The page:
There’s something undeniably magical about the process of slow-roasting, where time and patience work their alchemical wonders on seemingly humble ingredients. Lamb shank truly is the cut of meat that emerges from this transformation. I’ve cooked different cuts of lamb many times in the past, but never the shank; I was always intimidated by its tough reputation I guess. But having made incredibly succulent, fork-tender, and mouth-watering lamb shanks for the first time, I now know that all this cut with immense potential needs is to be treated with the respect it deserves.
Continue reading Slow roasted lamb shank
Happy Lunar New Year everyone! I’m still having a hard time believing that it’s 2021. I’m sure you’ll agree with me, last year just feels like a bad dream that I’m struggling to wake up from. I still haven’t seen my family in Korea, it’s been a year and four months since I last saw them. And spending yet another big holiday missing my family was the last thing I wanted. Maybe that’s why I tried to keep myself even busier in the kitchen preparing for the New Year holiday this year, cooking up a storm to feed just two people; me and my husband, haha (we just finished leftovers). I am sharing recipes for quintessential Korean celebration dishes “Japchae” – Sweet potato noodles and vegetables, “Aehobak Jeon” – Korean Zucchini fritters and a simple spring onion salad today. I have also made Kimchi pancakes for the New Year, click here for recipe.
Continue reading Korean New Year foods – “Japchae” sweet potato noodles and “Jeon” fritters
I hope you all had a wonderful Christmas. My husband and I would normally be in California with his family for Christmas, but like most people around the world we had to stay home and quietly celebrate this year. But still, we were grateful for the fact that our loved ones are safe and sound. We switched our usual roll for this Christmas; he made savory main course and I made dessert. For the first time, I decorated my baked goods with a piping/pastry bag. I was so clueless that I didn’t even know how to fix the tip and coupler into a bag (I don’t know where I got the idea of doing Christmas cookies in the first place). But all and all they came out alright. And most importantly, I had so much fun doing it 🙂 Continue reading My very first Christmas ginger cookies
If I was asked to pick one dish that will make anyone fall in love with Korean food, I’d without a doubt pick “Galbijjim”, soy sauce braised beef short ribs. This melt-in-your mouth beef dish is sweet, savory, luxurious, festive and comforting all at the same time and often eaten at Chuseok (Mid Autumn festival) and Lunar New Year in Korea. When my husband met my family for the first time before we got married, my mom made this dish, which was his favorite Korean food at that time. My mom is a great cook and she also got a little help from her auntie who was running a successful Korean restaurant back then. Needless to say mom’s galbijjim was out of this world. I don’t know whether my husband was too nervous or too stuffed or both but he ended up spending quite a long time in the bathroom after dinner… Continue reading “Galbijjim” Braised Korean beef short ribs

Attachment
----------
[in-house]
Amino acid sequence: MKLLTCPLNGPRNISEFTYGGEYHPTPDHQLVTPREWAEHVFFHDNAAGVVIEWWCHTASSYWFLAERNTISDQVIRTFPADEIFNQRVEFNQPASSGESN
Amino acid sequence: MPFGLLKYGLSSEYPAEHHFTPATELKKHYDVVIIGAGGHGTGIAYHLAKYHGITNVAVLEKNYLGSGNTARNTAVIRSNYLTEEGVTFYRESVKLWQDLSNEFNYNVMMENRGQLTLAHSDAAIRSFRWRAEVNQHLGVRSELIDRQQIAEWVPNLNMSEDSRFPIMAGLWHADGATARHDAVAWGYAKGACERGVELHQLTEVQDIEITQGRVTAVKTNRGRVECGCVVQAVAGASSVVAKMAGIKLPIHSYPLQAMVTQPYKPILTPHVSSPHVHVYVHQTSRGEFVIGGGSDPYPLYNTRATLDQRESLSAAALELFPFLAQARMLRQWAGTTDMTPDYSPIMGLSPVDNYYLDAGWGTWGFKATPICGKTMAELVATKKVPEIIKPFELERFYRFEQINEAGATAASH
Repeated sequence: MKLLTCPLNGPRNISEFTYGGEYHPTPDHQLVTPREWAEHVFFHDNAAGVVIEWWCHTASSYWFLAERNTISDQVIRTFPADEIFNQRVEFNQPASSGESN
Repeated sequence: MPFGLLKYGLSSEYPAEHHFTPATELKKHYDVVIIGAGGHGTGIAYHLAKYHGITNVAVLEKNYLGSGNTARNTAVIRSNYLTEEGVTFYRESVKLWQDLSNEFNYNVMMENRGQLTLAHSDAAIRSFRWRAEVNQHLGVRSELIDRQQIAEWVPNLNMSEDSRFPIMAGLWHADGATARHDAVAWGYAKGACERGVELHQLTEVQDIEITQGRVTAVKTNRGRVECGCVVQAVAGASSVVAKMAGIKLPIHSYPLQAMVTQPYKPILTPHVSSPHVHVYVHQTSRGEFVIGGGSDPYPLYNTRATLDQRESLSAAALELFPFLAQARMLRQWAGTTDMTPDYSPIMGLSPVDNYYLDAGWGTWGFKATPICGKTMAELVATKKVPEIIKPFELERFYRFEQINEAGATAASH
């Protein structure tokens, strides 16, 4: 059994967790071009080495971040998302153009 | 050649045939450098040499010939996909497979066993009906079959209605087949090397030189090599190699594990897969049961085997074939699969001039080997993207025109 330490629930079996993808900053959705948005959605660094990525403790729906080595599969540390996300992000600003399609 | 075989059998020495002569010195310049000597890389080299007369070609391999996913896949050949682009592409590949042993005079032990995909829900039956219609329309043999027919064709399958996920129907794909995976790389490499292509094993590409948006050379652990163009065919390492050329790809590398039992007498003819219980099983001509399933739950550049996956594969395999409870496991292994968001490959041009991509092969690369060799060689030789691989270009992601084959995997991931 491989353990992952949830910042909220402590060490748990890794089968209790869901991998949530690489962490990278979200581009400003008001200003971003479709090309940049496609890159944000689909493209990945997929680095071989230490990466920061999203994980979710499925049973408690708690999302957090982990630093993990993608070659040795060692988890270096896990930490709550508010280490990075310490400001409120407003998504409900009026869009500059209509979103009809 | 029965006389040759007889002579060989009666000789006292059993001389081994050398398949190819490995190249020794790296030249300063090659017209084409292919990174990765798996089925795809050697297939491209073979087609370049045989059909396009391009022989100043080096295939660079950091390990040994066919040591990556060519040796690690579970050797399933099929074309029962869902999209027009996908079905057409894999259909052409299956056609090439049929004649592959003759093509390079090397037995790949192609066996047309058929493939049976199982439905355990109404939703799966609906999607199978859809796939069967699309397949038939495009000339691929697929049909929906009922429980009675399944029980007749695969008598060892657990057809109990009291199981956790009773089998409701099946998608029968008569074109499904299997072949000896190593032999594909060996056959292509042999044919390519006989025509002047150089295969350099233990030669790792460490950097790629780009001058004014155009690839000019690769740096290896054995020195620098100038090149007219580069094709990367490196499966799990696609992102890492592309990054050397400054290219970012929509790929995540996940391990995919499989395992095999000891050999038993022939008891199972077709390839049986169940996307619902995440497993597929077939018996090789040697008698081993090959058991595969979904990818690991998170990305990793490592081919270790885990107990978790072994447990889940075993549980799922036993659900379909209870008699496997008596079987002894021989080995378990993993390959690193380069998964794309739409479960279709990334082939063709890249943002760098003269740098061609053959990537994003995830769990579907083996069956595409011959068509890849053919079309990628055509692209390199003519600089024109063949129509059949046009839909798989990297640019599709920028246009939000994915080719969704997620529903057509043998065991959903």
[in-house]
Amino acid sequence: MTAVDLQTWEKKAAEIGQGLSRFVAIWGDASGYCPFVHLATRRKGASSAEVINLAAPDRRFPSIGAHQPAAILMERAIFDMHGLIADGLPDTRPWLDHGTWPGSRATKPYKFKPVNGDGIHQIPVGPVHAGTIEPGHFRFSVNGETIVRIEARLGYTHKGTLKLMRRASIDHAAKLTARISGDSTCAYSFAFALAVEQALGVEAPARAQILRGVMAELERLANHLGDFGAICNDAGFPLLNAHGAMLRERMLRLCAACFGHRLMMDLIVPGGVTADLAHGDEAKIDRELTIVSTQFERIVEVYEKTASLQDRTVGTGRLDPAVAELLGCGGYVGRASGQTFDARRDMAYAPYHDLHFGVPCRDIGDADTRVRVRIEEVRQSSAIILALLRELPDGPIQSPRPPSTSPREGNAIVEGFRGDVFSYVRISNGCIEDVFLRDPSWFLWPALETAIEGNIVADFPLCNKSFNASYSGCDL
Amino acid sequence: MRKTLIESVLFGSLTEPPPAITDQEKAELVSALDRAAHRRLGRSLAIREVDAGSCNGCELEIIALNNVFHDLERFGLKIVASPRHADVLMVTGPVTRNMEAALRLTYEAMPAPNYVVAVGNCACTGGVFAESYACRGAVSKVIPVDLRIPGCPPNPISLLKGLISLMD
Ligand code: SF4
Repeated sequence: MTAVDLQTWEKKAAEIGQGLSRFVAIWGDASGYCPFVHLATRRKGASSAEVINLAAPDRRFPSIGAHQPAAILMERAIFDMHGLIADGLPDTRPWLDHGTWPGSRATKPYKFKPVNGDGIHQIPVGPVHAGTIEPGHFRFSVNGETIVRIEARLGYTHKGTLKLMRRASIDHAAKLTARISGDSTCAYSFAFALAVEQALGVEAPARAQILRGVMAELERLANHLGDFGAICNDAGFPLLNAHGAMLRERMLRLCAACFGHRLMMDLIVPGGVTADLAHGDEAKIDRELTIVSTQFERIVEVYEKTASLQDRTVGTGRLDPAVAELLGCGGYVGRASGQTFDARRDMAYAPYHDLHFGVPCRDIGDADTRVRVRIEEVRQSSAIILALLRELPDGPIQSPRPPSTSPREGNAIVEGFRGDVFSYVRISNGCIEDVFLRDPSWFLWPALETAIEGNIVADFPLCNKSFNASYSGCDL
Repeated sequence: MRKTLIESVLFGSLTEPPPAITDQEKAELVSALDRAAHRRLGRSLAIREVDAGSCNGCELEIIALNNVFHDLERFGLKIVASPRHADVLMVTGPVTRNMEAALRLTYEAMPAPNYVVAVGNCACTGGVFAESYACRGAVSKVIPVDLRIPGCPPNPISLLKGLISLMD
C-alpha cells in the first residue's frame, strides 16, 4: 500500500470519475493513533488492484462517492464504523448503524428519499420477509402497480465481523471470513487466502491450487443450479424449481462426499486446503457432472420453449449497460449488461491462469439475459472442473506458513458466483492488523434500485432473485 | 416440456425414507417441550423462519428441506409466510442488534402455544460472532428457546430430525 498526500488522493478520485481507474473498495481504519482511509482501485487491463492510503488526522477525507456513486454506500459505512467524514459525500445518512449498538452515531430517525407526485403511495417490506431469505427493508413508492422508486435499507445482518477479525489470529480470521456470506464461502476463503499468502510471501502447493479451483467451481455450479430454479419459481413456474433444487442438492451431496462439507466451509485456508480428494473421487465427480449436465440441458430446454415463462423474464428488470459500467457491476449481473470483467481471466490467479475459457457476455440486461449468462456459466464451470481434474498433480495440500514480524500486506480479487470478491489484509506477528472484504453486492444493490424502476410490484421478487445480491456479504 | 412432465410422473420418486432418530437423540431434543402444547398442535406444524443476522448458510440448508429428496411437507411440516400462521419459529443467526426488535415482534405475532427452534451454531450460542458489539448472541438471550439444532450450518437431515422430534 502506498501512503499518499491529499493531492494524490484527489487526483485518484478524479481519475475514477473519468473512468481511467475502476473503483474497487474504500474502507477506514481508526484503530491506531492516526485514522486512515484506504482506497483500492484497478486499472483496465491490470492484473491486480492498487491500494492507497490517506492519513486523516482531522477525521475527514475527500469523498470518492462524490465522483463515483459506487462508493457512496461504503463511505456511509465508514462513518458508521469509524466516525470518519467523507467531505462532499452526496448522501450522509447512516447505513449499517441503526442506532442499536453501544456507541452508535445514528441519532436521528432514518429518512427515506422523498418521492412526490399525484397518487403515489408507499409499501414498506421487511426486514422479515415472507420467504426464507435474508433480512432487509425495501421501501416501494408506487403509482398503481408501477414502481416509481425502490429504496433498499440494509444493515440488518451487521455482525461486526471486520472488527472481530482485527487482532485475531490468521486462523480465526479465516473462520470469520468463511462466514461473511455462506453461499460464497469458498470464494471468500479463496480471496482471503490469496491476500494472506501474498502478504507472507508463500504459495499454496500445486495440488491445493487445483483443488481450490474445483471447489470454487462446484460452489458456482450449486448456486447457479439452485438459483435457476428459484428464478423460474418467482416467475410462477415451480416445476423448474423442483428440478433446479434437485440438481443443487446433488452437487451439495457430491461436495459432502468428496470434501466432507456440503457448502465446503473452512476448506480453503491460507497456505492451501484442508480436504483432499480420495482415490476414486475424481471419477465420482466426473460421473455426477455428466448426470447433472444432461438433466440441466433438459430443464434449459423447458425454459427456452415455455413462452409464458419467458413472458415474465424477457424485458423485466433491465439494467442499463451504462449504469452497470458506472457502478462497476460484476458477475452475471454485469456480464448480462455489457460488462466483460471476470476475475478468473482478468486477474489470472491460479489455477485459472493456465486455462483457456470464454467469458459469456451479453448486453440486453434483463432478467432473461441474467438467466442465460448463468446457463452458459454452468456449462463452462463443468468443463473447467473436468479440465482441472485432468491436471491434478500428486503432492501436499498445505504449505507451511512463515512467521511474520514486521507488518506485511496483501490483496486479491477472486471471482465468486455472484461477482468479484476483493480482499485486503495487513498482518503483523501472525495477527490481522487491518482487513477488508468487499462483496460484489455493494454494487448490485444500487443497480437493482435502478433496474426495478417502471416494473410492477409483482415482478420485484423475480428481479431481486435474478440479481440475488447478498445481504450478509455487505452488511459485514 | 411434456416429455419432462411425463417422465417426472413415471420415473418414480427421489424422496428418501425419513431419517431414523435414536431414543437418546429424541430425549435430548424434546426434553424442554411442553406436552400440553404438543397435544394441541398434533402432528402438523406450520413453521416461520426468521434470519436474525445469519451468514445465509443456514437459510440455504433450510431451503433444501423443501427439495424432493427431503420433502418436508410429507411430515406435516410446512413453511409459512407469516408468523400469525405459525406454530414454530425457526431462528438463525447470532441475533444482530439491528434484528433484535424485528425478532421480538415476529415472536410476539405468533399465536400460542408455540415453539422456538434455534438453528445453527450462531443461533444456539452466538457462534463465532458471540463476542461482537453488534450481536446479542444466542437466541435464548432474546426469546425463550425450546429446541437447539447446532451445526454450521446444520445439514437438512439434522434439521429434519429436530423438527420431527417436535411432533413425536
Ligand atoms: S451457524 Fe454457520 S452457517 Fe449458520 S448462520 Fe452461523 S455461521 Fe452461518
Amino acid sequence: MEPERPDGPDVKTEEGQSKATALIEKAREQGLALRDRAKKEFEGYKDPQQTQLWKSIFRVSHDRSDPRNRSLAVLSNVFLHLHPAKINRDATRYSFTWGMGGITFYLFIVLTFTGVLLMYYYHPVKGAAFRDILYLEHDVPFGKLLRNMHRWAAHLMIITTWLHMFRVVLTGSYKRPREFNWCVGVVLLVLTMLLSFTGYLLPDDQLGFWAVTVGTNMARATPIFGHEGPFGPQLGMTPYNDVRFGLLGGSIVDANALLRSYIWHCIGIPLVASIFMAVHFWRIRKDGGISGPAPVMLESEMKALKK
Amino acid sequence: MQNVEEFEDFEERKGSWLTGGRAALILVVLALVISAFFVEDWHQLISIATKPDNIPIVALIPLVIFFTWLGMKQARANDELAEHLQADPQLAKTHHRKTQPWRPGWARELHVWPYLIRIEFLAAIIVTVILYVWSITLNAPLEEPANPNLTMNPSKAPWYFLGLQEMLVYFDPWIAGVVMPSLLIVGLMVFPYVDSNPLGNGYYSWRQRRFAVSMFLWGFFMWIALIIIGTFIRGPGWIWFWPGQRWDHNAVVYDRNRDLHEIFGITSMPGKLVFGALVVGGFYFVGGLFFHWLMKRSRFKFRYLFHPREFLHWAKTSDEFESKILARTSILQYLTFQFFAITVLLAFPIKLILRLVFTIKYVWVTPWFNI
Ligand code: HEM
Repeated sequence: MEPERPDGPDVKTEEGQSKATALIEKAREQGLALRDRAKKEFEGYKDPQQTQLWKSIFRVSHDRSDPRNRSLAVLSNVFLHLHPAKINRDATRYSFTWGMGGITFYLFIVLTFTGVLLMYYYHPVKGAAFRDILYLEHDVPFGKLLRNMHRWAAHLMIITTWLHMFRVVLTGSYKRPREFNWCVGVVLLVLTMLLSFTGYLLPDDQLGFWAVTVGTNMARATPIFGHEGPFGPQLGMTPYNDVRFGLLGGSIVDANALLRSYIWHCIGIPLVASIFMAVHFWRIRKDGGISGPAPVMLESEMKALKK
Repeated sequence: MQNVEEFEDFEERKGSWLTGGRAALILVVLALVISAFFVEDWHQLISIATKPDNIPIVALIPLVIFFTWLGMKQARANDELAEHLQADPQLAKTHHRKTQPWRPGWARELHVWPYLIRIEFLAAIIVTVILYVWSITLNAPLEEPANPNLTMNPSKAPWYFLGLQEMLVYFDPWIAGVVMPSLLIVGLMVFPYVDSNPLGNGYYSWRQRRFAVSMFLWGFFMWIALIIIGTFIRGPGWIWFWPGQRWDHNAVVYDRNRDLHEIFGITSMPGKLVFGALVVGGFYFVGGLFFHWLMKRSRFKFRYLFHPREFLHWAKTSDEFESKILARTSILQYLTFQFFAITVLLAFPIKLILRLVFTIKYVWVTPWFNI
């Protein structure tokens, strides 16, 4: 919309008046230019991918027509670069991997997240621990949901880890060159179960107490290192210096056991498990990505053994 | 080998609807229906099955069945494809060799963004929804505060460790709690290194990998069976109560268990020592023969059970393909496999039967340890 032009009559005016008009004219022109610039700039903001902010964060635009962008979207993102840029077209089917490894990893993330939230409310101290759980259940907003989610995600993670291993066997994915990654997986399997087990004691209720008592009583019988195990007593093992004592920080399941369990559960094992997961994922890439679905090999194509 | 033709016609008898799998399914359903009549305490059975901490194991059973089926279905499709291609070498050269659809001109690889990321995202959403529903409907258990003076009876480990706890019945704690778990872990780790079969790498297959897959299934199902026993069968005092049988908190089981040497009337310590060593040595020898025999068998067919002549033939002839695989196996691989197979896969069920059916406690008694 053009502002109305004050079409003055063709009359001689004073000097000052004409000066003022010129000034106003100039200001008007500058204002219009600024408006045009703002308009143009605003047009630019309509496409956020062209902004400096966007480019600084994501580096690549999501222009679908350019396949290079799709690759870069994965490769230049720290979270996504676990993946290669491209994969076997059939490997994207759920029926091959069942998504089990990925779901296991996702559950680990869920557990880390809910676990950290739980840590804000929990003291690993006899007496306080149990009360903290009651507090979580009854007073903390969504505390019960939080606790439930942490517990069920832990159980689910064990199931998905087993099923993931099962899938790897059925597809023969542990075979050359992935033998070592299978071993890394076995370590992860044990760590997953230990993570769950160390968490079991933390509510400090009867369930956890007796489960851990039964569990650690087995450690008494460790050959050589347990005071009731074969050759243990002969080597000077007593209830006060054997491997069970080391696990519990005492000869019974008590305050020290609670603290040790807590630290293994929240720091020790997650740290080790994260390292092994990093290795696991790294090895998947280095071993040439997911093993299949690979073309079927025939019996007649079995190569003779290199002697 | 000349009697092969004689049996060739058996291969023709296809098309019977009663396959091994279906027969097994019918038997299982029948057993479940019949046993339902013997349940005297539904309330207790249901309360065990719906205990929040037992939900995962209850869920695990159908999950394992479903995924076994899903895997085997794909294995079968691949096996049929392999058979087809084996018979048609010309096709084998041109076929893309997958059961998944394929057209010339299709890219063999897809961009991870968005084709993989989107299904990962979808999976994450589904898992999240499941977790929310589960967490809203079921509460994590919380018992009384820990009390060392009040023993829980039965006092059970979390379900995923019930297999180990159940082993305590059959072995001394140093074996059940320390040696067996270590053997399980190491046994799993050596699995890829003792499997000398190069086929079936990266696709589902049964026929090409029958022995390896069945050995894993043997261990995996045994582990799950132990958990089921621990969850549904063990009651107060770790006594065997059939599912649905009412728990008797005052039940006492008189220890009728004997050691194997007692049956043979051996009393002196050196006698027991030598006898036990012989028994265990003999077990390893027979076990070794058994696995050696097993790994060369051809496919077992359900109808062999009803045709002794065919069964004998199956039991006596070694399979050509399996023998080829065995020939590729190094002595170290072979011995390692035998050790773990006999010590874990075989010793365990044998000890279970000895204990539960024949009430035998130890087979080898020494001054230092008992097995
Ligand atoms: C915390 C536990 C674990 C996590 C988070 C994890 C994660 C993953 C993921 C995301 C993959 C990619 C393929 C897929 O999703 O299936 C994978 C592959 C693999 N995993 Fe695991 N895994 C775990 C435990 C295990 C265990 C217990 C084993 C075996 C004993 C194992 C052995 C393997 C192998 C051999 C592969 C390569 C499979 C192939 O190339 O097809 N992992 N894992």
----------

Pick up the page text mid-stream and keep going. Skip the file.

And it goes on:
Can you name one person who does not like dumplings? I certainly can’t. I can’t even think of anyone who wouldn’t shout out “I love dumplings!” with a big smile in their face. I think anywhere in the world has its own version of dumplings. And they are often associated with warm fuzzy memories of home, family and holidays. Like every Korean kid who grew up with their grandma, homemade dumplings (Mandu in Korean) were staples that we had to have during the festive seasons. Continue reading Kimchi, pork and Asian chives dumplings “Mandu” with spicy dipping sauce
There aren’t that many things that I like more than Kimchi and eggs in this world. Especially when I am hungover and craving for something rich, spicy and refreshing at the same time. If I come home tipsy and I know that I will be hungover the next day, I head to the kitchen and make myself a Kimchi omelet no matter how late it is. This omelet makes me wake up with a puffy face but it also keeps me from having a splitting headache and nausea. I don’t know whether Kimchi actually cures the hangover or our brains and stomachs are just programmed to think that way but Kimchi is one of the most common hangover cure food in Korea. (As you could probably guess, we eat Kimchi for almost anything). Continue reading Hangover breakfast – Kimchi and barley flour pancakes
Last Saturday, we hosted our annual Thanksgiving/Christmas party. It seems to have become our little tradition now that we have done it for 3 years in a row. And I have to say I really enjoy the whole process from shopping for grocery (especially when I get to go to a cheese corner ;-)), preparing food and setting the table to watching my friends enjoying my food. Continue reading Between Thanksgiving and X-mas: Easy party platters